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Physical setting in Dance

 
 
alerio
 
Reply Tue 18 Nov, 2003 04:32 pm
Hi,
Thanks
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Type: Discussion • Score: 1 • Views: 7,280 • Replies: 7
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farmerman
 
  1  
Reply Tue 18 Nov, 2003 04:39 pm
NOT A CLUE, I THINK GUS RATZEMHOFER COULD ANSWER THIS, AS HE ESPOUSES COMPLETE RHYTHM
METHODS
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mac11
 
  1  
Reply Wed 19 Nov, 2003 10:17 am
Hi alerio. Welcome to A2K.

I did a google search for [GCSE "performing arts" dance essay] and came up with paid sites as well as other information. You might try searching that way.

If they want you to describe the "physical setting" I don't think that that would necessarily include the costumes and the music. I would think that they are looking for a description of the stage, backdrops, scenery, furniture, and possibly major props, special effects, and/or lighting. I'm not familiar with Rooster, so I can't help with specifics.

Let me know how it goes!
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Piffka
 
  1  
Reply Wed 19 Nov, 2003 10:47 am
I did not study dance but I'm a season subscriber to the local professional ballet company. The physical setting for a dance means... to me... the costumes and the stage setting and its use during the performance. There are frequently descriptions about this in the program notes, sometimes with reference to previous work.

The costumes must be comfortable enough for a dancer to move freely. They are very important in setting the mood, both for the dancers & the audience. The colors make a difference as well and help to distinguish the characters in the dance and establish the emotional response which we have to different colors. In the same respect, the stage setting must allow the dancers to move freely while helping to communicate the background story.

Modern dance stage settings are frequently very spare but use lighting for huge effect. The curtains, the uprights & the costumes often change in response to colored lighting. A recent performance I went to had nearly the entire company of dancers performing in unison in the background like a living wall. It was fantastic and very modern.

I wonder if you could research program notes and reviews of dance productions? Most companies pride themselves on their unique and innovative ideas, so it may be hard to find descriptions except in ephemera. Some stage settings are famous. For example, in Seattle's Pacific NW Dance company, their Nutcracker settings were designed by Maurice Sendak and are like huge storybook illustrations. You can find out more about that and other dance companies physical settings by checking out their websites. These may have their own descriptions of their physical sets and will also have contact information where you could discuss this with the people who design and make them. You have chosen (or been assigned) a very interesting aspect of dance.
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alerio
 
  1  
Reply Wed 19 Nov, 2003 05:50 pm
Re: Physical setting in Dance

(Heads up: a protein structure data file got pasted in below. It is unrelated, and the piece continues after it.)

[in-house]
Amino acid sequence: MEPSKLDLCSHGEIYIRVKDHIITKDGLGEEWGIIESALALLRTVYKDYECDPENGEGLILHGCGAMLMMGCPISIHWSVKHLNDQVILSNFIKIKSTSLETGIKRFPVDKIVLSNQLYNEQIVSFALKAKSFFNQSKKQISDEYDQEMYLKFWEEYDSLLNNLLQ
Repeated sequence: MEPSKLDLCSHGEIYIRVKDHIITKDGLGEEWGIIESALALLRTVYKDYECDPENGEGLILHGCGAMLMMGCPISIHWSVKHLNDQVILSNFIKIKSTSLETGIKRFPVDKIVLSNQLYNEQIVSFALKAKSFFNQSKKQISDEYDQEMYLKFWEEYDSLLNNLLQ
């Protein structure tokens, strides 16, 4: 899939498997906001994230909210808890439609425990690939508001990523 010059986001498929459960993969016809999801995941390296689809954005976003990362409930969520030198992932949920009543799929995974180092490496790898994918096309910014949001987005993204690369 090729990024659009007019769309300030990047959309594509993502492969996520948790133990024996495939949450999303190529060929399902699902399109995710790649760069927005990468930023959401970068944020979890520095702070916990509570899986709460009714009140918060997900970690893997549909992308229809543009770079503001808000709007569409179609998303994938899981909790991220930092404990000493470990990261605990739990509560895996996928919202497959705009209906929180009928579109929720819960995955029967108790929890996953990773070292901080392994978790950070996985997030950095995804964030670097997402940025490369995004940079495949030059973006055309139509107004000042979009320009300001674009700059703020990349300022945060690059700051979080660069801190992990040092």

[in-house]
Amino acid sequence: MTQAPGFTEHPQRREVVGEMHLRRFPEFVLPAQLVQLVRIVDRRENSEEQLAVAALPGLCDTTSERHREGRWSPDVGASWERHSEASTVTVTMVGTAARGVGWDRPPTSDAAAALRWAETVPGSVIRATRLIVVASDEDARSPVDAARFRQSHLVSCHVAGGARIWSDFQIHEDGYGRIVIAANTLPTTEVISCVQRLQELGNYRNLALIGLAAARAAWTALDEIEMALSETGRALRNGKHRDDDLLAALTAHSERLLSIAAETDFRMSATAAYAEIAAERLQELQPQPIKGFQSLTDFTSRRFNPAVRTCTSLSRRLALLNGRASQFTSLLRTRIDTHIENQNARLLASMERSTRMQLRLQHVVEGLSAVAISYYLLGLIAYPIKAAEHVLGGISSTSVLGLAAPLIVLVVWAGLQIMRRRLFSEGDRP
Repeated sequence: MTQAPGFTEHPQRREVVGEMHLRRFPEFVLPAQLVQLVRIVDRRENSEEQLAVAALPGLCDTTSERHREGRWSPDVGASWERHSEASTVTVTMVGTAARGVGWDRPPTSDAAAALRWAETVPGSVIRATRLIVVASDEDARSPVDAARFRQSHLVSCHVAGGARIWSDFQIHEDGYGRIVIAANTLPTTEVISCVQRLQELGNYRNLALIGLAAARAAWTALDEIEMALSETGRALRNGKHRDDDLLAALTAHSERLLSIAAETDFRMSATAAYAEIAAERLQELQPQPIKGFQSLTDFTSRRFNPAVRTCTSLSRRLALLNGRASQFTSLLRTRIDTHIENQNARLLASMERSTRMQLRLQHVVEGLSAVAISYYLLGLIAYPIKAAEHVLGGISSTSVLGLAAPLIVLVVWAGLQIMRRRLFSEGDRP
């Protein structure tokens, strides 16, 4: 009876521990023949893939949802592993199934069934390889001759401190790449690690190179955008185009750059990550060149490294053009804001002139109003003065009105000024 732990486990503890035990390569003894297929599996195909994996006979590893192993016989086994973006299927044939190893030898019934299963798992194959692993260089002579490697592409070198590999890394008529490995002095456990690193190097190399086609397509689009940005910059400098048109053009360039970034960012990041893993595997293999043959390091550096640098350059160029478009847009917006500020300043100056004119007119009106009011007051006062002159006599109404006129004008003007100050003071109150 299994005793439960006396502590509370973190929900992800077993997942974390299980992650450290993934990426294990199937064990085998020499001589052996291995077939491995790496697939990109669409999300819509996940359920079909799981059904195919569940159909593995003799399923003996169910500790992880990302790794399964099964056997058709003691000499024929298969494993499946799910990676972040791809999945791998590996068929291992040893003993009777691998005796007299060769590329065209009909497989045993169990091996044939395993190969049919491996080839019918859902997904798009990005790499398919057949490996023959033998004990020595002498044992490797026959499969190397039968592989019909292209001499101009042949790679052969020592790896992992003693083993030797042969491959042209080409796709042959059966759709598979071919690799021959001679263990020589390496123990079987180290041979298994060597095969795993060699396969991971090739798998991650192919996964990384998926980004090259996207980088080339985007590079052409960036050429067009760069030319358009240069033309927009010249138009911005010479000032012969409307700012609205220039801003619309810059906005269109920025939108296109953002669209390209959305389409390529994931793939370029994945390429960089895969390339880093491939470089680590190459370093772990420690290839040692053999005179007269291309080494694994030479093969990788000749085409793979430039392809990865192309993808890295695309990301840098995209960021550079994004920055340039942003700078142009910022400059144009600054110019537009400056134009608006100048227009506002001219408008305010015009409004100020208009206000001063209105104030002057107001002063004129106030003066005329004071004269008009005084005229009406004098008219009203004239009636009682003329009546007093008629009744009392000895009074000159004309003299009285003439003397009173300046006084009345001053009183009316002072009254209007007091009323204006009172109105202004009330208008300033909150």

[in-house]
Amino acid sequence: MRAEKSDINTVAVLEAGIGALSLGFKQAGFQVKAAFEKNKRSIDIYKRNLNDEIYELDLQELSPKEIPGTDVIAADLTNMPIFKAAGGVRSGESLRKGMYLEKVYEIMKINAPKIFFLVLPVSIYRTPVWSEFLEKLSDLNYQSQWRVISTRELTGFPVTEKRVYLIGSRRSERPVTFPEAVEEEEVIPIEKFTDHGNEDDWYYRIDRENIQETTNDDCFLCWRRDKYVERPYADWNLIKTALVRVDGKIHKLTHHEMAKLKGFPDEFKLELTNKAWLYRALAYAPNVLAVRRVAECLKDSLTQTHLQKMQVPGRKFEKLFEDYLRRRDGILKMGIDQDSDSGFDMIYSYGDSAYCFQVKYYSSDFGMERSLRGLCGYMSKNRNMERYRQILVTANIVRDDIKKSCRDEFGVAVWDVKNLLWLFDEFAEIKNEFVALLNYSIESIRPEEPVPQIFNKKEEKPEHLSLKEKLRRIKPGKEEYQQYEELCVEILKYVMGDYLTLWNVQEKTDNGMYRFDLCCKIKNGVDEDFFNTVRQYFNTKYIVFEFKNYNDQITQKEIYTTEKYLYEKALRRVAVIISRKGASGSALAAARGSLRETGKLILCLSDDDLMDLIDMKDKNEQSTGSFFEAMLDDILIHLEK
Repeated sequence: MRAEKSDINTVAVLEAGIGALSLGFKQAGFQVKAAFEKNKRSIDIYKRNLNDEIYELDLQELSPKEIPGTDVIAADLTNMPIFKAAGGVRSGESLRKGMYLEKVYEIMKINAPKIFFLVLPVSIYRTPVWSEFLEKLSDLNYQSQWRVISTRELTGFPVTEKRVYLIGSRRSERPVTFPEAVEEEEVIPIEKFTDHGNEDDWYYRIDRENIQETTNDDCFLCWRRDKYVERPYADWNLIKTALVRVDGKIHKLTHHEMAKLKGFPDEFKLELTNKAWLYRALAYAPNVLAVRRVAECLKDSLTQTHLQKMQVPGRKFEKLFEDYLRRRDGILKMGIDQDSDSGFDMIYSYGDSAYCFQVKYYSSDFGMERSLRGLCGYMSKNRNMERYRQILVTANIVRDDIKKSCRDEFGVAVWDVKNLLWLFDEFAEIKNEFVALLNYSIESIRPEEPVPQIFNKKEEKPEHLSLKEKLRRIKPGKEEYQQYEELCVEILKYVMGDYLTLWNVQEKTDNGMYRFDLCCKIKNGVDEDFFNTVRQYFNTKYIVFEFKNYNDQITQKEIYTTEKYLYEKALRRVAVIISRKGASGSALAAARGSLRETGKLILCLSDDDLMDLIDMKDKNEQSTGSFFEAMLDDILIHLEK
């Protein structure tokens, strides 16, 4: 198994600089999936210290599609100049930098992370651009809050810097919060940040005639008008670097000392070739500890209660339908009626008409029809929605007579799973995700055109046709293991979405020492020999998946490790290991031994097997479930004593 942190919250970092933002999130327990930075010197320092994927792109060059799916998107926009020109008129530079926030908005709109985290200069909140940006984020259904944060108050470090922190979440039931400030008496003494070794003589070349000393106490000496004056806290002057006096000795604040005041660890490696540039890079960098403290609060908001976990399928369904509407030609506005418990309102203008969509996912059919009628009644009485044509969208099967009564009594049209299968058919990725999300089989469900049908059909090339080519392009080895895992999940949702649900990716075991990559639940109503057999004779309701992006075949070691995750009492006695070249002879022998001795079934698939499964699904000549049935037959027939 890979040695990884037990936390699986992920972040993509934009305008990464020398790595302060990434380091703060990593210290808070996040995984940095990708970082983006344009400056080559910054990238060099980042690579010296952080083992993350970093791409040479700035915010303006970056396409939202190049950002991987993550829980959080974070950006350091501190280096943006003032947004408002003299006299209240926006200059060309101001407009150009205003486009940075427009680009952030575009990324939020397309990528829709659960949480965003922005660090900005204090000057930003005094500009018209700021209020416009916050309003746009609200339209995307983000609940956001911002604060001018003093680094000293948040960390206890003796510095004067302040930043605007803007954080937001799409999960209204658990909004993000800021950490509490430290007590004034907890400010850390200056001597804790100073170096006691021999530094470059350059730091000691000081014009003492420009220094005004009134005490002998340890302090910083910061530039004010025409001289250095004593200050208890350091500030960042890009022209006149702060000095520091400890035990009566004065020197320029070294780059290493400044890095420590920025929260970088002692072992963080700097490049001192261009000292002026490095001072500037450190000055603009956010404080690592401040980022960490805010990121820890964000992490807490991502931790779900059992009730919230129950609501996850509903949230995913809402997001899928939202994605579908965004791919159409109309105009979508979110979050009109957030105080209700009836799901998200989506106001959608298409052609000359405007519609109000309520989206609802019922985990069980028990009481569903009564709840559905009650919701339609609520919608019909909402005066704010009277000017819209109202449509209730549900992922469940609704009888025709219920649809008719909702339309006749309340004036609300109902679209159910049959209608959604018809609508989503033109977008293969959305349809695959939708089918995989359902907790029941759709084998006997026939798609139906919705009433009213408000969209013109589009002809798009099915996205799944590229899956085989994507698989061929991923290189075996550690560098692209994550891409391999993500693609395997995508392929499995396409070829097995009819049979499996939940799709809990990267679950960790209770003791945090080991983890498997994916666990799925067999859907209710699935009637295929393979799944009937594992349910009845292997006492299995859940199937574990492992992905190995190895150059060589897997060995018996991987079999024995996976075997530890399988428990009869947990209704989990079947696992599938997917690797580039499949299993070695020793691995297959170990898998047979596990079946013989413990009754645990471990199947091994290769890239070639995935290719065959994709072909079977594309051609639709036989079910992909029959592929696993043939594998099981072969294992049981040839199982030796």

[Dance
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mac11
 
  1  
Reply Wed 19 Nov, 2003 08:52 pm
White could be purity or innocence.

Red and black is tougher - red = life (blood) and black = death ? Or maybe they're just the traditional colors of a rooster?

http://www.okeeferanch.bc.ca/images/rooster.jpg
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Piffka
 
  1  
Reply Wed 19 Nov, 2003 10:32 pm
Colors mean lots of things... white could also mean marriage, ice & coldness, death, heat, brightness, smoke, & it can give the dance a dream-like quality. In Swan Lake the swans are white, yes, because swans are usually white. They are also not human and don't want to associate with humans. They are cold towards them, standoffish and ethereal -- the white shows them outside the world of man. I don't know about shaggy culottes... haven't seen that. Very Happy Sometimes costumers DO get carried away!

Red & Black together are very violent, aggressive colors. They're both hot colors, though black (like white) can also be cold. They're dynamic and usually meant to be frightening onstage. They're also masculine colors.

Pastels are friendly, happy and calm. A male dancer wearing blue will usually be partnered with a ballerina in blue, often in a lighter shade. When they are not partnered together during the dance, it often expresses harmony and community, though usually they'll come back together at the end. You can also follow a ballet by knowing that the main dancing pair will be in a slightly richer, slightly different costume from the rest of the company. They may be the only ones in a certain color... or they may be in color while the others are in black & white, or vice versa.

Because there is no speaking, these things have to communicated through other means... including color. Nationality, status, age, state of mind... these things are also represented through the cut & style of the costume. A character in distress, for example, will frequently wear a costume that appears torn.

Here's an interesting forum you may want to check out: Critical Dance. I haven't read a lot there, but it seems to be a forum for dance set & design specialists... pretty interesting even when they're just griping.
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alerio
 
  1  
Reply Tue 16 Dec, 2003 04:45 pm
Physical Setting in Dance
Update 16.12.03
Sorry for late reply but my machine was attacked by viruses. Many thanks for your excellent replies they were perfect.
Best regards Alerio
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